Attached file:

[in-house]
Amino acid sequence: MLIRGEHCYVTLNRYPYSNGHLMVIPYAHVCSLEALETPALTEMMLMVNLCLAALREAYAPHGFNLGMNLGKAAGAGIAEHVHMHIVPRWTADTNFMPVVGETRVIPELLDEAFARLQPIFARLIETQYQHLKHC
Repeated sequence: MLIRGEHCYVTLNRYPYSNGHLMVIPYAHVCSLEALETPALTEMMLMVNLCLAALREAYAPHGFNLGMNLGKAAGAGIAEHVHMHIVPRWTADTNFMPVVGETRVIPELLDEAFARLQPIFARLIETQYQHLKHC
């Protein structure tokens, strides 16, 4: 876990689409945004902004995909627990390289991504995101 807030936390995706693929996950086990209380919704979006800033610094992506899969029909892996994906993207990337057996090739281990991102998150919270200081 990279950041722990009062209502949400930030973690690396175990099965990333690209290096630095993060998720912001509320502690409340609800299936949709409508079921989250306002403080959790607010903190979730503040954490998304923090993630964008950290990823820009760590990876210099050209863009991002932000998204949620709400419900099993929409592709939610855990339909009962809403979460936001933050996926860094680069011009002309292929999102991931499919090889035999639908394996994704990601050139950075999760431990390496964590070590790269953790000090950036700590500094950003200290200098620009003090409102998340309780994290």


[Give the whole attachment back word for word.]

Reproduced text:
[in-house]
Amino acid sequence: MLIRGEHCYVTLNRYPYSNGHLMVIPYAHVCSLEALETPALTEMMLMVNLCLAALREAYAPHGFNLGMNLGKAAGAGIAEHVHMHIVPRWTADTNFMPVVGETRVIPELLDEAFARLQPIFARLIETQYQHLKHC
Repeated sequence: MLIRGEHCYVTLNRYPYSNGHLMVIPYAHVCSLEALETPALTEMMLMVNLCLAALREAYAPHGFNLGMNLGKAAGAGIAEHVHMHIVPRWTADTNFMPVVGETRVIPELLDEAFARLQPIFARLIETQYQHLKHC
């Protein structure tokens, strides 16, 4: 876990689409945004902004995909627990390289991504995101 807030936390995706693929996950086990209380919704979006800033610094992506899969029909892996994906993207990337057996090739281990991102998150919270200081 990279950041722990009062209502949400930030973690690396175990099965990333690209290096630095993060998720912001509320502690409340609800299936949709409508079921989250306002403080959790607010903190979730503040954490998304923090993630964008950290990823820009760590990876210099050209863009991002932000998204949620709400419900099993929409592709939610855990339909009962809403979460936001933050996926860094680069011009002309292929999102991931499919090889035999639908394996994704990601050139950075999760431990390496964590070590790269953790000090950036700590500094950003200290200098620009003090409102998340309780994290």